Medical practitioners told not to prescribe food supplements
Kathmandu, October 22
The Department of Drug Administration, Nepal’s drug regulatory authority, has directed all medical practitioners to refrain from prescribing dietary supplements to their patients.
The department has urged stakeholders to halt the production, storage, sale, distribution and supply of dietary supplements across the country.
“As these dietary supplements are being sold in pharmacies across the country, despite a ban, it is necessary to inform the people,” said Pan Bahadur Chhetri, acting director at the Department of Drugs. These supplements are being sold in the form of capsules, tablets and syrup in the domestic market.
The national drug regulatory authority, however, recommended that vitamins A, C, D, E, B1, B2, B6, B12, niacinamide, d-Panthenic acid or its salts and panthenol and folic acid be consumed as per the prescribed dose.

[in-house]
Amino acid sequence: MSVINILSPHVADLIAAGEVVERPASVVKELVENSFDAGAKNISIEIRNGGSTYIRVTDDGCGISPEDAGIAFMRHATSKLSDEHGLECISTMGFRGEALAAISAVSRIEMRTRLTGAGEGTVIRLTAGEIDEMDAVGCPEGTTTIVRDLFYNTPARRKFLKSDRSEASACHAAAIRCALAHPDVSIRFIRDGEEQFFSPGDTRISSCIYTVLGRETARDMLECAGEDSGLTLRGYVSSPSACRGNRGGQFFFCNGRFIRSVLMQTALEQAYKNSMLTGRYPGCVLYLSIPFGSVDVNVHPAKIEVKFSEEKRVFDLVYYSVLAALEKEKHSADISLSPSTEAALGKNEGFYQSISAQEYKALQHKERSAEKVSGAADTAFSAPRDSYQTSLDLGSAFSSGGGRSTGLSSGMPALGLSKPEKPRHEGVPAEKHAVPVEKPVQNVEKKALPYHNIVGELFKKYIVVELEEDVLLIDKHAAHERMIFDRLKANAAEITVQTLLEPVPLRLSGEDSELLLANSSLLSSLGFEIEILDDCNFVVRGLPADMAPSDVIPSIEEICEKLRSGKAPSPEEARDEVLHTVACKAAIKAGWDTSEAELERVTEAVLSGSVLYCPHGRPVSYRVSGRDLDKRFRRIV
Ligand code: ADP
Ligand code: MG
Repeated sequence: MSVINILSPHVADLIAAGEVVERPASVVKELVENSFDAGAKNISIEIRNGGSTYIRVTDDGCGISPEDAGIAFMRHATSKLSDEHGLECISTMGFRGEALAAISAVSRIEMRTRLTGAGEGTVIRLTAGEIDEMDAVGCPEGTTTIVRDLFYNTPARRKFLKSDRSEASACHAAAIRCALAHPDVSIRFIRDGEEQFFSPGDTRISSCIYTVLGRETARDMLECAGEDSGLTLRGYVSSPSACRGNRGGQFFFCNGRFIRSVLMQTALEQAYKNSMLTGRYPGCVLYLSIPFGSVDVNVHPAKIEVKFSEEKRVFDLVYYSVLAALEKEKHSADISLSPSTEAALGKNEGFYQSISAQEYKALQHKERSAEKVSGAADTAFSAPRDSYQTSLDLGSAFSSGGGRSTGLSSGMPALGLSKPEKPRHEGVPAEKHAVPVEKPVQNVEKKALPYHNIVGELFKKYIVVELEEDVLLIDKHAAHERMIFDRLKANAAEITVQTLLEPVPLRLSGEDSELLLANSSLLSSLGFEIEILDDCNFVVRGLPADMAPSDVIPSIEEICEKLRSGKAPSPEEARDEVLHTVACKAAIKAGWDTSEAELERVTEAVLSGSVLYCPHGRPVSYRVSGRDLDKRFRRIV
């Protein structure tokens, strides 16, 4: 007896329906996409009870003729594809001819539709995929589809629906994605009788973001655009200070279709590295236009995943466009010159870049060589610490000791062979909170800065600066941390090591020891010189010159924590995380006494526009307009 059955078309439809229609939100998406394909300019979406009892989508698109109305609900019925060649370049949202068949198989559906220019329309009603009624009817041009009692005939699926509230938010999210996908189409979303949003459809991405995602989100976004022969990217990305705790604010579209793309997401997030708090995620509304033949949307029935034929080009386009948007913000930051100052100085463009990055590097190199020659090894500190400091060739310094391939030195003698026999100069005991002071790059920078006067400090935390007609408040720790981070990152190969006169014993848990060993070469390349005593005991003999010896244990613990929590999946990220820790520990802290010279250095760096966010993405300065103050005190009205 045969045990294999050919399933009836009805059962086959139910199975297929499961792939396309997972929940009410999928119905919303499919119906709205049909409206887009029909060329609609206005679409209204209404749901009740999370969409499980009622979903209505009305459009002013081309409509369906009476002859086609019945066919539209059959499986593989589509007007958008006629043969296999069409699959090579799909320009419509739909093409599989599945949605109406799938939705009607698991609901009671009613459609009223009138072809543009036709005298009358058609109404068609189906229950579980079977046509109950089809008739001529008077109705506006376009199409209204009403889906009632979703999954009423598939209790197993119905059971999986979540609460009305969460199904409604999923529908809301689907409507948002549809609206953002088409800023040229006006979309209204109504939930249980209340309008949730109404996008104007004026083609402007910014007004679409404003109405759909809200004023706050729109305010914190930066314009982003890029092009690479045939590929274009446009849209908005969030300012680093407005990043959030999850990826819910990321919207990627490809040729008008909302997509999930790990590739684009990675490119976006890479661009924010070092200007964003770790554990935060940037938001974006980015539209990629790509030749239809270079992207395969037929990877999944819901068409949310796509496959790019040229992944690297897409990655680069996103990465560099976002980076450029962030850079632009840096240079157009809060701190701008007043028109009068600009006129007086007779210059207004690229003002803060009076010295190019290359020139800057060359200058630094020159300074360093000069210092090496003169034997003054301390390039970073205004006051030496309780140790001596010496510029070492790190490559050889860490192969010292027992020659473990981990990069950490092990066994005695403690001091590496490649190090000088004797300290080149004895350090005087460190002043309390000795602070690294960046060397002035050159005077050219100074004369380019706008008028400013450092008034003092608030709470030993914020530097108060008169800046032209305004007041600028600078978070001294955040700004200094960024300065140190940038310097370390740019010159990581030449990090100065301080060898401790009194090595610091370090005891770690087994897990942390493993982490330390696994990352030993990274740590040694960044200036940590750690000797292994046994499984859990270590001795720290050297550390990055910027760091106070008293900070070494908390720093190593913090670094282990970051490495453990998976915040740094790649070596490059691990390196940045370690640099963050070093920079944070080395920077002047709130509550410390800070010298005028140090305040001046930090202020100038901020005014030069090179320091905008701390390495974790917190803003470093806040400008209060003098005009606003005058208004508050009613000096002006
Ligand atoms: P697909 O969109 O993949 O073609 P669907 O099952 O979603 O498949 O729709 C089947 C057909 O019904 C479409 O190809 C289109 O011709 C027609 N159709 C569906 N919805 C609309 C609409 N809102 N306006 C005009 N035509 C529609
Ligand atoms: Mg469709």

“If people need any specific nutrients it is recommended that they take such nutrients after consulting with medical doctors rather than buying multi-nutrient products from the market.
Such products comprise several components,”said Chhetri.
Dietary supplements are rich in vitamins that are fat soluble. When vitamins get deposited in the fat, several health problems can arise. Deposition of Vitamin D will lead to swelling of bones and high amount of Vitamin A in the body will lead to negative effects in the eyes of both the children and adults, according to Uma Koirala, who is a professor and also a nutritionist.
“High amount of iodine will lead to thyroid in people. Instead of consuming fortified foods and supplements, it is recommended that people consume healthy food that can be prepared easily at home,” she said.